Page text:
Local group starts a classic car dealership
ASHEBORO — While new car sales are stalled by technology shortages, a new business in Asheboro is focused on vehicles that celebrate carburetors, manual transmissions and American steel. Carolina Classic Cars celebrated their business and showroom opening last week with a grand opening event scheduled for October 16.
Carolina Classic Cars bills itself as a classic car dealership and will offer traditional dealership service like financing, service and detailing. Car collectors Charlie Glass and Mike Allen have been in the classic car business together for five years and have a passion for fine-tuned, restored classic automobiles.
On Thursday, September 30, the company held a ribbon cutting ceremony to celebrate the opening of the Carolina Classic showroom and business offices. Asheboro Mayor David Smith along with Asheboro City Councilmen Charlie Swiers and Walker Moffitt attended.
In an interview with North State Journal, Glass, the showroom manager, said the dealership would be focused primarily on American-made cars.
The company will provide service through Allen Automotive, which is adjacent to the showroom. Glass said they are working with several financing companies to provide multiple options for people wanting to buy a classic vehicle.
“We have 18 cars in the showroom right now,” said Glass. “Our target is to have about 20 cars in inventory.” They will also have a few project cars on their outside lot for sale.
Glass and Allen are partnering with owners Candace and Mike Bongiovanni to make the new business a reality. “Mike and I have been doing this for years on our own. We met Candace and Mike and decided to become partners with them,” said Glass.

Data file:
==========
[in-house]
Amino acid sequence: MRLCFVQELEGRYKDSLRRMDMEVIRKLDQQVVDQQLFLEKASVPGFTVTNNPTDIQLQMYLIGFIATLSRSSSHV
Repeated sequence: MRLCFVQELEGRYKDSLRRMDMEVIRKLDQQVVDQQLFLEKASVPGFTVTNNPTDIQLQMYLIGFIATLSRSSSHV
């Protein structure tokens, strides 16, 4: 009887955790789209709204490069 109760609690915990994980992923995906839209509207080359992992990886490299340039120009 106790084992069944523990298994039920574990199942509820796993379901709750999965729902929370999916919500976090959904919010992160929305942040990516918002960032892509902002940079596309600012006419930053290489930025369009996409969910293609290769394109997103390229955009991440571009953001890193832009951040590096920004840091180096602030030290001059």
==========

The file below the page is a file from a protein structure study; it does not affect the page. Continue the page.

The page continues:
When asked about his existing inventory, Glass said he was excited about the diversity of vehicles they have on site for the company’s grand opening on Sept. 16. “We have a beautiful 1937 Ford Coupe that has been restored and modified,” said Glass. “It has everything a new car has.”
Glass also highlighted a newer classic 1974 Jeep CJ. “Every nut and bolt on it is brand new. It’s show quality,” said Glass. The orange Jeep is listed as a complete restoration on the company’s web side “with absolutely no flaws.
The company plans to buy, sell, trade and consign vehicles but they are still looking for more inventory before their grand opening. Glass and Allen are headed to Myrtle Beach to prospect for new cars this weekend. “We buy at car shows and auctions. These cars are hard to find,” said Glass. “There is a lot of work in tracking them down.”
Carolina Classic Cars, located at 120 Spring Forest Road Asheboro.